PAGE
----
Social Support and HIV Risks Among Migrant and Non-Migrant Market Workers in Almaty, Kazakhstan
Social support, Migrant, Central Asia, Kazakhstan, Sexual risk behavior, Loneliness
Migration processes are listed within the primary factors facilitating the heterosexual spread of HIV. The study examines the relationship between social support, sexual HIV risk behaviors and sexually transmitted infections (STIs) among 1342 male migrant and non-migrant market workers from Barakholka Market in Almaty, Kazakhstan. Results: (1) higher level of perceived social support [Enhancing Recovery in Coronary Heart Disease (ENRICHD) Social Support Instrument (ESSI score)] was associated with a lower likelihood of having sex with a female sex worker (FSW) [OR = 0.952 (0.927, 0.978) p < .001]; (2) higher availability of friends was associated with a higher likelihood of having STIs [OR = 1.244 (1.007, 1.537), p < .05]; (3) larger network size was associated with a higher likelihood of having STIs [OR = 1.201 (1.026, 1.407), p < .05]; (4) loneliness was associated with an increased likelihood of having unprotected sex with any female partner [RR = 1.102 (1.027, 1.182), p < .05]. Results suggest that social support factors should be considered as a component of HIV and STI prevention programs for male migrant workers from Central Asia in Kazakhstan.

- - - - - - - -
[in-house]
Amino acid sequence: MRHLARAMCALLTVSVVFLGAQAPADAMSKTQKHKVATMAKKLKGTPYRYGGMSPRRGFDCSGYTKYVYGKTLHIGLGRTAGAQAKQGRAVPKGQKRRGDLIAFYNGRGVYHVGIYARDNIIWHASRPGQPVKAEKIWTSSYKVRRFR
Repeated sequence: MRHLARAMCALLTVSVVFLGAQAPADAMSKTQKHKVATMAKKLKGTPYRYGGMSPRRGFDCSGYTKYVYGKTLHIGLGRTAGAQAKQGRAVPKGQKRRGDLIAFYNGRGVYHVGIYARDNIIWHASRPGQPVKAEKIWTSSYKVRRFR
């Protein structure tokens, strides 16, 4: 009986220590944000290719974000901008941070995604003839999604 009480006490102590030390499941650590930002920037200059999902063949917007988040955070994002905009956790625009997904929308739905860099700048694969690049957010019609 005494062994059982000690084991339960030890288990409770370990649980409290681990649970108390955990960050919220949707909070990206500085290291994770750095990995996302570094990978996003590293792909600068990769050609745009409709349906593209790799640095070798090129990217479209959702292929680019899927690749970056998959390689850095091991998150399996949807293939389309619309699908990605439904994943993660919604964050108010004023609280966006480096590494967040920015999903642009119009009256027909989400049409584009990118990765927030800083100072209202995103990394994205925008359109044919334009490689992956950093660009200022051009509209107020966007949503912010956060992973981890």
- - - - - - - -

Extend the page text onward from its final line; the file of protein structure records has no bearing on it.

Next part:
Original Publication Citation
Mergenova, G., Shaw, S.A., Terlikbayeva, A., Gilbert, L., Gensburg, L., Primbetova, S., El-Bassel, N. (2017). Social support and HIV risks among migrant and non-migrant market workers in Almaty, Kazakhstan. Journal of Immigrant and Minority Health, 19(4), 809-817.
BYU ScholarsArchive Citation
Mergenova, Gaukhar; Shaw, Stacey; Terlikbayeva, Assel; Gilbert, Louisa; Gensburg, Lenore; Primbetova, Sholpan; and El-Bassel, Nabila, "Social Support and HIV Risks Among Migrant and Non-Migrant Market Workers in Almaty, Kazakhstan" (2017). All Faculty Publications. 2909.
Journal of Immigrant and Minority Health
Family, Home, and Social Sciences
© Springer Science+Business Media New York 2016